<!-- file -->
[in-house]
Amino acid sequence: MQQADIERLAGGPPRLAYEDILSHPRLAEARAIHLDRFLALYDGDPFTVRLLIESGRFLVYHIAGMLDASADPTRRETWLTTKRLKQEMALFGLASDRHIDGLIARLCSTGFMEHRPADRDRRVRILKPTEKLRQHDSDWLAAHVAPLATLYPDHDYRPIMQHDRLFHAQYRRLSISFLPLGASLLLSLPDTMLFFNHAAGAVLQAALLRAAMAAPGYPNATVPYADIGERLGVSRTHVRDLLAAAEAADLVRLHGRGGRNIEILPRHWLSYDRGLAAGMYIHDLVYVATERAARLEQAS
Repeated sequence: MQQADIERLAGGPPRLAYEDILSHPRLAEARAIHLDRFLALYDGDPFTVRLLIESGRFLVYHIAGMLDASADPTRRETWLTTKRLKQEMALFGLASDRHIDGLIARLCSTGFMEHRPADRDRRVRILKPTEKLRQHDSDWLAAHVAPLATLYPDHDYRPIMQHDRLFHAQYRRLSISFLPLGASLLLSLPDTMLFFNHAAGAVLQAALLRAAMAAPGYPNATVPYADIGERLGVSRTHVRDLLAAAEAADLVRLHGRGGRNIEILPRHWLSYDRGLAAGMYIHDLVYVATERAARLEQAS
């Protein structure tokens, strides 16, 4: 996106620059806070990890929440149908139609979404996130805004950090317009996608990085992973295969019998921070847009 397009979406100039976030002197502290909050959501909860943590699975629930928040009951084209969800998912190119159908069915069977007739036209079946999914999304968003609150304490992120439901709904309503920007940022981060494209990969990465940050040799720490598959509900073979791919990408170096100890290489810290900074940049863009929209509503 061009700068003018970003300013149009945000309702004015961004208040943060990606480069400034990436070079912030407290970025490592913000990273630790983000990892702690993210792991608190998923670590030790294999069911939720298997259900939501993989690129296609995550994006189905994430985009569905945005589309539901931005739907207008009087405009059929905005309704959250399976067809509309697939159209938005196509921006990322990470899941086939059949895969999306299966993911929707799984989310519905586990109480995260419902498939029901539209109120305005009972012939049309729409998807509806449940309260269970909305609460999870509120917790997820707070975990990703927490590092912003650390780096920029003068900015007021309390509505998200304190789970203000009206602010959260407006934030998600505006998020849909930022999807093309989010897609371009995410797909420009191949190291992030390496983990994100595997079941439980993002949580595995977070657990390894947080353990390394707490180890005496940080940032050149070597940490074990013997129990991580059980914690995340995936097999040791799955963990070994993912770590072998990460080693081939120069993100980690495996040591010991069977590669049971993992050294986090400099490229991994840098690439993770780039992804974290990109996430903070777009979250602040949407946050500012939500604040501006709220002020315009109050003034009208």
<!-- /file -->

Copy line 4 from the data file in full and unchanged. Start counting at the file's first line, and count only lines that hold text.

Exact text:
């Protein structure tokens, strides 16, 4: 996106620059806070990890929440149908139609979404996130805004950090317009996608990085992973295969019998921070847009 397009979406100039976030002197502290909050959501909860943590699975629930928040009951084209969800998912190119159908069915069977007739036209079946999914999304968003609150304490992120439901709904309503920007940022981060494209990969990465940050040799720490598959509900073979791919990408170096100890290489810290900074940049863009929209509503 061009700068003018970003300013149009945000309702004015961004208040943060990606480069400034990436070079912030407290970025490592913000990273630790983000990892702690993210792991608190998923670590030790294999069911939720298997259900939501993989690129296609995550994006189905994430985009569905945005589309539901931005739907207008009087405009059929905005309704959250399976067809509309697939159209938005196509921006990322990470899941086939059949895969999306299966993911929707799984989310519905586990109480995260419902498939029901539209109120305005009972012939049309729409998807509806449940309260269970909305609460999870509120917790997820707070975990990703927490590092912003650390780096920029003068900015007021309390509505998200304190789970203000009206602010959260407006934030998600505006998020849909930022999807093309989010897609371009995410797909420009191949190291992030390496983990994100595997079941439980993002949580595995977070657990390894947080353990390394707490180890005496940080940032050149070597940490074990013997129990991580059980914690995340995936097999040791799955963990070994993912770590072998990460080693081939120069993100980690495996040591010991069977590669049971993992050294986090400099490229991994840098690439993770780039992804974290990109996430903070777009979250602040949407946050500012939500604040501006709220002020315009109050003034009208």